Shootout in Emerald Isle

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By TT Bureau
  • Published 29.03.13
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A free workshop with the award-winning American photographer Ami Vitale. That was the incentive which made me shoot an email to the National Geographic Channel in response to their call for entries for Mission Covershot. And that was all that I jubilated about when I learnt that my portfolio had been shortlisted for the competition. Till I caught sight of the flight ticket in my email inbox I had not really considered the prospect of being flown all the way to Sri Lanka.

The next instruction I got was to pack 21 sets of clothes so that nothing I would wear would get repeated. That was when the reality of taking part in a reality show hit me.

No way could I carry 21 sets! I had packed barely five-six pairs. C’mon, it’s supposed to be a photography competition, not a fashion parade! As it is, my camera bag is heavier than my backpack. But I gulped down my resentment. A sore back would be a small price to pay for a trip to the Emerald Isle and meeting an idol who has clicked her way from Kashmir to Kosovo.

The journey begins

Midnight, January 13. I met the crew at Mumbai airport and got introduced to my fellow contestants. Shoa Hussain and I sat next to each other in the flight and shared a growing anxiety that it might be a full-fledged reality show with all its trappings that we were in for.

At dawn, we landed in Colombo. I could barely keep my eyes open when the production guys announced that they needed an introduction byte and they would start with me. Tough luck!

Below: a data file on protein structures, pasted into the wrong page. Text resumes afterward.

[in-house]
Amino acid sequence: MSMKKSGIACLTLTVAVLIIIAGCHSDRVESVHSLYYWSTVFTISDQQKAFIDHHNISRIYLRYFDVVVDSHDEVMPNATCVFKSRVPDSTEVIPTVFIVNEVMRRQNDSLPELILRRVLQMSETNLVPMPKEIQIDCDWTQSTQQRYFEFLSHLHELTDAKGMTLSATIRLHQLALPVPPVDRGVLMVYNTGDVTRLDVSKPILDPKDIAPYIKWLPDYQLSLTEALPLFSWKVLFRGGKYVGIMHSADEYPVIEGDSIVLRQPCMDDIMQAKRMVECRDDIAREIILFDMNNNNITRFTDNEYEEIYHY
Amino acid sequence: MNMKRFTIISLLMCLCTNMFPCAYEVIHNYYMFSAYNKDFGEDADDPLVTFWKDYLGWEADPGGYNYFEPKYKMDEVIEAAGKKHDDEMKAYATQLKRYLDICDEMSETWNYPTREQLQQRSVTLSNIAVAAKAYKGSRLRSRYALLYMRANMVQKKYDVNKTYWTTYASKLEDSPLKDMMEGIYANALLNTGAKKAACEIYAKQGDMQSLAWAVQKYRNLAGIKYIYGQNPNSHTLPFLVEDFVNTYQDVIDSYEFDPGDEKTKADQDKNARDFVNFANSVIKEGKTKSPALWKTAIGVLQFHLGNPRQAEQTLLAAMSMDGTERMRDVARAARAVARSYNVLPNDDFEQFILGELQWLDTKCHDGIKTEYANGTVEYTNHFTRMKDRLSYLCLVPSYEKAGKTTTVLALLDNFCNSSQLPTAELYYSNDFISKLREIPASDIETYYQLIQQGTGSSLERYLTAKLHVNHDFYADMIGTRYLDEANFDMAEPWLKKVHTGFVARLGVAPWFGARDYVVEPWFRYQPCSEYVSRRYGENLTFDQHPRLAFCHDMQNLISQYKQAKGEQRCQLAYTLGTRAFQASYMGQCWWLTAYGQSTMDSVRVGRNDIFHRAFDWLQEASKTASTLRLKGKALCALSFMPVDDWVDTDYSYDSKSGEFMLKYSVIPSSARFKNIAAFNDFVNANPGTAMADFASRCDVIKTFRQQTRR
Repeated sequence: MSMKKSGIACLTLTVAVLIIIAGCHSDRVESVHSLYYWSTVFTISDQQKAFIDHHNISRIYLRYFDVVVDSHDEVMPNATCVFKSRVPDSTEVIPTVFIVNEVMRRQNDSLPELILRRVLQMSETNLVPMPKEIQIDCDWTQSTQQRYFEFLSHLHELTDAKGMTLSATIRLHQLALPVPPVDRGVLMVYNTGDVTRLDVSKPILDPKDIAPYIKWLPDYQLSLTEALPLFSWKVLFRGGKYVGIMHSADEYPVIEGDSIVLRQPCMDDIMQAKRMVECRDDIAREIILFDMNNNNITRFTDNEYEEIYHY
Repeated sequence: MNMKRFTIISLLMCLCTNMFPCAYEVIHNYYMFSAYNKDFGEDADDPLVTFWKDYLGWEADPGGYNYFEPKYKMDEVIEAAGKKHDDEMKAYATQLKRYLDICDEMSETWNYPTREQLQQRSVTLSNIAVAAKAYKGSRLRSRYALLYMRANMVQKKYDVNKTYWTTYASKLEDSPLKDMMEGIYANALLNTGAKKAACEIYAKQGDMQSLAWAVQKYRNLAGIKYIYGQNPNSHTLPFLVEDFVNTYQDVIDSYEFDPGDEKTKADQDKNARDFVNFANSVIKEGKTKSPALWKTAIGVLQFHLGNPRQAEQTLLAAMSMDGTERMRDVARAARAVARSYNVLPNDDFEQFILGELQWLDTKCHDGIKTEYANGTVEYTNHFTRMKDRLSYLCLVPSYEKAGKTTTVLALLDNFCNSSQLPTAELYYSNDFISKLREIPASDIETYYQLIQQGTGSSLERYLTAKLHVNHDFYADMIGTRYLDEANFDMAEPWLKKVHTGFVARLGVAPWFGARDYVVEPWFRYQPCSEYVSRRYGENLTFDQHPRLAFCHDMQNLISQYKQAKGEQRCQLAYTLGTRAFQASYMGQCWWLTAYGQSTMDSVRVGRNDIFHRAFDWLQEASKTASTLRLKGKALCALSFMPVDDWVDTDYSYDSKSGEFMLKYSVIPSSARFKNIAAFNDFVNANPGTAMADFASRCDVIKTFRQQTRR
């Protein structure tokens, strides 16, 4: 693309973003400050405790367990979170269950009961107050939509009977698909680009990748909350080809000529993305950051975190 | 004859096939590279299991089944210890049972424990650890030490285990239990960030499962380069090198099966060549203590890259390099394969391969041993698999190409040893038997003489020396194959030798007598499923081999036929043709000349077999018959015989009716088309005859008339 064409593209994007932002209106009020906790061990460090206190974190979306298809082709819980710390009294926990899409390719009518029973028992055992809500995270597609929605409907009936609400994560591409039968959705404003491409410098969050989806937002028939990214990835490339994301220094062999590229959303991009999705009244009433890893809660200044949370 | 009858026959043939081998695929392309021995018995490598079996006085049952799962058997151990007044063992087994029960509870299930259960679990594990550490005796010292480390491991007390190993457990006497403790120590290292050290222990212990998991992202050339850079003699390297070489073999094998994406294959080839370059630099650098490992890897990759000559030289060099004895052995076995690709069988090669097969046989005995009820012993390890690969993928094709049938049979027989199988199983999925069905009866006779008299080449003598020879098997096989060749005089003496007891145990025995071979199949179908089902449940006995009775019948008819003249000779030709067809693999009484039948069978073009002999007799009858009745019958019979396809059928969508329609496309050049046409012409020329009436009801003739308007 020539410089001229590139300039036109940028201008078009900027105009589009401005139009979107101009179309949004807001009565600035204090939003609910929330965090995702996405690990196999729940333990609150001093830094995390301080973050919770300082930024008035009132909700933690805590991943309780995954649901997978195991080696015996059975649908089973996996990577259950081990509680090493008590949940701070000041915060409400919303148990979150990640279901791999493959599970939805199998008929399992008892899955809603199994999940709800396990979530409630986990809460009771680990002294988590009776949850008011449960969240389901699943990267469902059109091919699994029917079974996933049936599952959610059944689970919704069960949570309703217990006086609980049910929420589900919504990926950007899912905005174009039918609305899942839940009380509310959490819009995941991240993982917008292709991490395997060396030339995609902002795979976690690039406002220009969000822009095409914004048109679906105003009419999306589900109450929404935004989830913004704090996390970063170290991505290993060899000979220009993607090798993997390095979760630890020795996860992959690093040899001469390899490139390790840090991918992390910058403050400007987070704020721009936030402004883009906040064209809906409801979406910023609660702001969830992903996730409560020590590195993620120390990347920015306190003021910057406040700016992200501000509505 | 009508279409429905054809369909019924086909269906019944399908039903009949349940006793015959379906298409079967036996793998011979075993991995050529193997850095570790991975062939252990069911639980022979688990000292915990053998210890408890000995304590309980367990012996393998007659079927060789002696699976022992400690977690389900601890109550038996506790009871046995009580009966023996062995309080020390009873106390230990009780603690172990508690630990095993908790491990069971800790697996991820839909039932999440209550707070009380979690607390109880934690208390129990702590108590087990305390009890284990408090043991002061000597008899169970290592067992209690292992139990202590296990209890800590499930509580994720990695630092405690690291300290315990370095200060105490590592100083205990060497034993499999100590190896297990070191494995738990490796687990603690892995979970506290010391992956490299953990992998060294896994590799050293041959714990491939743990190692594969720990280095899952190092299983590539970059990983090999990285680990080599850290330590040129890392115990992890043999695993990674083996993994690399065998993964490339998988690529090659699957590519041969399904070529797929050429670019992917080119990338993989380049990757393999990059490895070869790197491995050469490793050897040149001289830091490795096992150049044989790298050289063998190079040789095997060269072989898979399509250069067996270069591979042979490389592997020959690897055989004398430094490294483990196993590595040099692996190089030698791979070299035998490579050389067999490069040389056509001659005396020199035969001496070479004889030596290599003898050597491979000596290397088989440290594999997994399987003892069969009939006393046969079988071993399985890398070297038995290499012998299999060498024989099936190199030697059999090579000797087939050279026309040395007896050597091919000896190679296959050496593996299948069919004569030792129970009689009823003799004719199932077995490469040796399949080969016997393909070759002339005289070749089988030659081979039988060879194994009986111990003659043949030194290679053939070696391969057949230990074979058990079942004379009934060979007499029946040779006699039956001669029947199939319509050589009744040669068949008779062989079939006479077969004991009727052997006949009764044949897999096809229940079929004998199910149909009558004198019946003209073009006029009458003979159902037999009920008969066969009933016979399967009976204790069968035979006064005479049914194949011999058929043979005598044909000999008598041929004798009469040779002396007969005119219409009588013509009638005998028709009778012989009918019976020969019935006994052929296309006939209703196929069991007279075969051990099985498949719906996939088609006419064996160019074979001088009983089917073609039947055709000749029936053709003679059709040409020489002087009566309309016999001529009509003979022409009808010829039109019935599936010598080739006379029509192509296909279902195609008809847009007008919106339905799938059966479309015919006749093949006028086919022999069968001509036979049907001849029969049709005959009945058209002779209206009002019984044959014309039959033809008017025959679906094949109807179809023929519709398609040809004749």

After all the passengers left, I was made to sit by the flight window and for the first time in my life I was facing a rolling camera. It was weird and frankly, not even a bit thrilling.

They kept it rolling all the while as we got out of the plane, out of the airport, walking in and out till they were happy with the retakes.

The other participants had gathered at the airport from various corners. I was happy to find a dear friend, Rahul Dhankani, among them.

I dozed through the journey in the mini bus and when I woke up, I was staring at the scenic green palette of hills in Kandy.

Kandy city is a very clean place, as is the rest of the Lankan island. The hotel where we put up was perched on a river bank. Not too far away in the impenetrable forests, one could see the heads of coconut trees pop out. We were curious to know about our schedule but all we were told were our room numbers.

Some of us had our profiles shot over the next two days. It meant speaking to the camera about oneself. How does one describe oneself in two and a half sentences? Finally we got a glimpse of Ami, but she was quite off limits. She’s been an inspiration ever since I took a professional course in photography. Neither could we wait to know which areas we would get to explore and shoot. At last, we got the brief. We would start at the Pinnawala elephant sanctuary.